Thursday, February 13, 2020

Sonic the Hedgehog Goes Fast But Rarely Goes Anywhere Interesting

Sonic the Hedgehog is trapped between two influences. In one corner, we have the late-90's/mid-2000's approach to movies based on geeky source materials. Many of these titles were done on the cheap and retained only the most basic aspects of their distinct source material in favor of ripping off other then-popular blockbusters. In the other corner, we have the modern-day approach to movies based on geeky source materials, where adhere to classic comics/cartoons/video games is key and actors spend months promising in interviews that the movie they're starring in is "for the fans". Trying to indulge in both approaches leaves Sonic the Hedgehog a strange but not all that interesting creation.

On the one hand, Sonic (voiced by Ben Schwartz) at least looks and acts like Sonic. Why he even makes a reference to consuming chili dogs. Fans of the character can rest easy on that matter. On the other hand, the influence of older blockbusters like Catwoman or X-Men in how a larger-than-life character has been planted firmly into a drab-looking real world. Sonic now moves around in Nevada and California while he and nemesis Dr. Robotnik (Jim Carrey) go through trite origin stories before the credits sequences promise fans of the source material a prospective sequel more faithful to the video games they love. I don't really care about Sonic's fidelity to source material (I know little about Sonic outside of the original Sega Genesis games) but I do care how blatantly cynical the screenplay is.

This Jeff Fowler directorial effort spends much of its runtime just regurgitating all-too-familiar plot elements (the in media res opening of Emperor's New Groove/Deadpool/Megamind, the basic story outlines of Hop or The Smurfs) before plopping out a pair of paint-by-number credits scenes meant to cast aside negative memories of what you just saw with positive memories of what could be down the road. In the here and now, we have Sonic the Hedgehog, which sees the wisecracking blue critter being stuck on Earth so that he can be protected from villains who want his powers. Forced to live alone, he's developed a friendship with a local cop named Tom Wachowski (James Marsden) from afar. Sonic is forced to introduce himself to Tom once Dr. Robotnik starts searching for Sonic.

To evade this baddie, Sonic & Tom embark on a road trip to San Francisco to retrieve a bag of magical rings that can teleport Sonic to another planet. If there's a commendable quality about Sonic the Hedgehog it's that its at least coherent. In bringing Pat Casey and Josh Miller's screenplay to life, Sonic the Hedgehog at least flows decently from scene-to-scene. It doesn't have a bunch of contrived subplots that overcomplicate matters nor does it suffer from clumsy editing indicating haphazardly executed reshoots. While the screenplay doesn't leave one's head spinning or confused, it does come up short in creating something actually memorable. Sonic may label himself and Tom as "loose cannons" at one point, but the movie they headline always plays things safe.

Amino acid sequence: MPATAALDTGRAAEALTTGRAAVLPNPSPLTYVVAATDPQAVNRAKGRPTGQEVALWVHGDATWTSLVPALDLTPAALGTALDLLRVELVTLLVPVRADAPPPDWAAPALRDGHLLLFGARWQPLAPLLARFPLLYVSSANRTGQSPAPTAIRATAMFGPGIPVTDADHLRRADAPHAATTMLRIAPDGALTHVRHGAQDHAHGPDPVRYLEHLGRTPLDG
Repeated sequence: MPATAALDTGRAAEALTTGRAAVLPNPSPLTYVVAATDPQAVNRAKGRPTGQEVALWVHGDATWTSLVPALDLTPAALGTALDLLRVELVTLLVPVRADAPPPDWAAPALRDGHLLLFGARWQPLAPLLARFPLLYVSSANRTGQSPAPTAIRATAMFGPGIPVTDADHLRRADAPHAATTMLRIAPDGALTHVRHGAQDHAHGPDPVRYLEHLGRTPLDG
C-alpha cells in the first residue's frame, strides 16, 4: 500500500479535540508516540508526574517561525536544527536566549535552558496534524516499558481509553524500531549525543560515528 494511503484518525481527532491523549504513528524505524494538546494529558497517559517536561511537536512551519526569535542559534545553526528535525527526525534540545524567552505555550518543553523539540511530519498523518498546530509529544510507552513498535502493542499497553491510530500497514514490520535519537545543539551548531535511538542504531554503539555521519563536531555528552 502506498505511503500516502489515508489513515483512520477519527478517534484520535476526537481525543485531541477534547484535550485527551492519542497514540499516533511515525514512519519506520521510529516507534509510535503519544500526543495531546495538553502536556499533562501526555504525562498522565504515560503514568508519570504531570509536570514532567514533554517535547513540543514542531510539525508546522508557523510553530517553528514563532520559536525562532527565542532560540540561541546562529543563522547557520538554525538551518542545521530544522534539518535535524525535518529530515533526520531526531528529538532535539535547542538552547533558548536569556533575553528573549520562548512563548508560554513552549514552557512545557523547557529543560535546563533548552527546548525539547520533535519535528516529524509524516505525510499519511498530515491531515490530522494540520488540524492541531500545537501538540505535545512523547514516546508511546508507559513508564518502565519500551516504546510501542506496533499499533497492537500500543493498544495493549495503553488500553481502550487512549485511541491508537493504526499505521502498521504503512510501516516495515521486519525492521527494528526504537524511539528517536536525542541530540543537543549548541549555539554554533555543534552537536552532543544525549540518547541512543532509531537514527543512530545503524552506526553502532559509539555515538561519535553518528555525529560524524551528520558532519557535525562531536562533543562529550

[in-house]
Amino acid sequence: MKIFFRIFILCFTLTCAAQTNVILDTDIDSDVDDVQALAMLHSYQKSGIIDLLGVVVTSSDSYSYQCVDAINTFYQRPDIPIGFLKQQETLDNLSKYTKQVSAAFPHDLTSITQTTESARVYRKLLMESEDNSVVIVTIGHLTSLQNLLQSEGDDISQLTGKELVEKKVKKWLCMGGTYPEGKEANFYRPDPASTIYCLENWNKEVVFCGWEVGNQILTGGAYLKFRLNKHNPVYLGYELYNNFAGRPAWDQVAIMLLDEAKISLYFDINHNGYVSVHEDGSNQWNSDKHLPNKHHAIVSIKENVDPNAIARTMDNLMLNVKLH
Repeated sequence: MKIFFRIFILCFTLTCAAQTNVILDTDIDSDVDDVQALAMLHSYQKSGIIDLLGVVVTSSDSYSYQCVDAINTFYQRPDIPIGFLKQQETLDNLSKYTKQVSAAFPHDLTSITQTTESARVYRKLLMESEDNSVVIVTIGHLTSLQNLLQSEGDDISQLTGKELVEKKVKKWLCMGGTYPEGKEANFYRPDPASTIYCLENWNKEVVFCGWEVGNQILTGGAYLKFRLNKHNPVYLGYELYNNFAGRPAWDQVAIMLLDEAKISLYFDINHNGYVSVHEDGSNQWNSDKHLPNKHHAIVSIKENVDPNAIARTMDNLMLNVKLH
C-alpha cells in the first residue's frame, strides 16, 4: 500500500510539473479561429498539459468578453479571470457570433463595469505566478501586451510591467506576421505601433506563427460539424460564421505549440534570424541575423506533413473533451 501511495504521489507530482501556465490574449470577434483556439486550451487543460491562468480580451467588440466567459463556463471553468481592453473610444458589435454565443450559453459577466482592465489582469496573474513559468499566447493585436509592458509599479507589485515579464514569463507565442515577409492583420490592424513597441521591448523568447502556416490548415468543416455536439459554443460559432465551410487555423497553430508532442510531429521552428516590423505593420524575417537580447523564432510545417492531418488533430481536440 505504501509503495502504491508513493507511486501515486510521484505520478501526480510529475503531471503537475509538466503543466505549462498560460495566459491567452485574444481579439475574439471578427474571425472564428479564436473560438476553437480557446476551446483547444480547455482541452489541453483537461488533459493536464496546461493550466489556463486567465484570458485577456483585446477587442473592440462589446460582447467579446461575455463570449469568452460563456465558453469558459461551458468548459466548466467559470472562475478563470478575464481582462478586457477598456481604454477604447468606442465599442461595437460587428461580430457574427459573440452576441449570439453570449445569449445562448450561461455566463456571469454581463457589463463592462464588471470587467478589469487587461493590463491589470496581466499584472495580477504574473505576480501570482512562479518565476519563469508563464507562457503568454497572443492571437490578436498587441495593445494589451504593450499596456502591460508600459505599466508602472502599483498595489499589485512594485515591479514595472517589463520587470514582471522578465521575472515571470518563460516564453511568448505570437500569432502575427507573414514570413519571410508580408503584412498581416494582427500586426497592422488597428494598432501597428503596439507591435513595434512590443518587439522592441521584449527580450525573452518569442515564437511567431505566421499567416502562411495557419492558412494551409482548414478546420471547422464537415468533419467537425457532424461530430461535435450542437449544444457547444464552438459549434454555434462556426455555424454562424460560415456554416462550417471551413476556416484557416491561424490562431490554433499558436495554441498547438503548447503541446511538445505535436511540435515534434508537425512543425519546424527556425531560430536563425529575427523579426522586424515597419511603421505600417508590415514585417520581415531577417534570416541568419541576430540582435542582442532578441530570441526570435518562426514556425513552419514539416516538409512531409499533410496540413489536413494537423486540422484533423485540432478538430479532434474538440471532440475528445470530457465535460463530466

The jokes, the character arcs, the settings (how many blockbusters have been set in San Francisco lately?), Sonic the Hedgehog always opts for such formulaic decisions. That really undercuts the potential fun you could have in a movie about Jim Carrey hunting down a humanoid blue rodent. Also a problem with the writing is the lack of urgency or weight to anything, even the elements of supposed danger driving the plot. At one point, James Marsden’s Tom becomes a suspected terrorist wanted by the government yet it doesn’t have much of an impact on anything. Tom still waltzes around in public with no problem. 

Similarly, a third act sequence where Robotnik chases Sonic through San Francisco sees buildings and cars exploding but none of it means anything, they might as well be fighting in a plastic replica of the city rather than San Francisco itself. This chase scene reminded me of when Big Ben got off-handedly destroyed in The Mummy, it's all just a bunch of noise and chaos without any sense of fun or stakes that could make it fun. This lack of gravity deflates much of one's interest in Sonic the Hedgehog, especially the ham-fisted attempts at sentimentality. Poor James Marsden deserves so much better than just delivering cloying lines of dialogue against a CGI hedgehog.

Even he can't salvage the worst of the treacly emotional moments but Marsden fares fine overall in the lead performance. Jim Carrey, on the other hand, is doing a limp reheated version of his 1990's comedy routine that makes one yearn for him to try challenging material like I Love You, Phillip Morris and Eternal Sunshine of the Spotless Mind again. While I didn't care for Carrey's work here, the audience at my screening ate his turn as Robotnik up and also seemed to highly enjoy the overall movie. Perhaps Sonic the Hedgehog will work for general moviegoers, certainly, I imagine kids will like it fine. However, I just couldn't help but walk away from it disappointed at what a routinely put-together endeavor this is. A song from the video game Sonic Adventures 2 features a lyric that announces "Got places to go, gotta follow my rainbow." Instead of a rainbow, the Sonic the Hedgehog movie merely follows forgettable family movie formulas.

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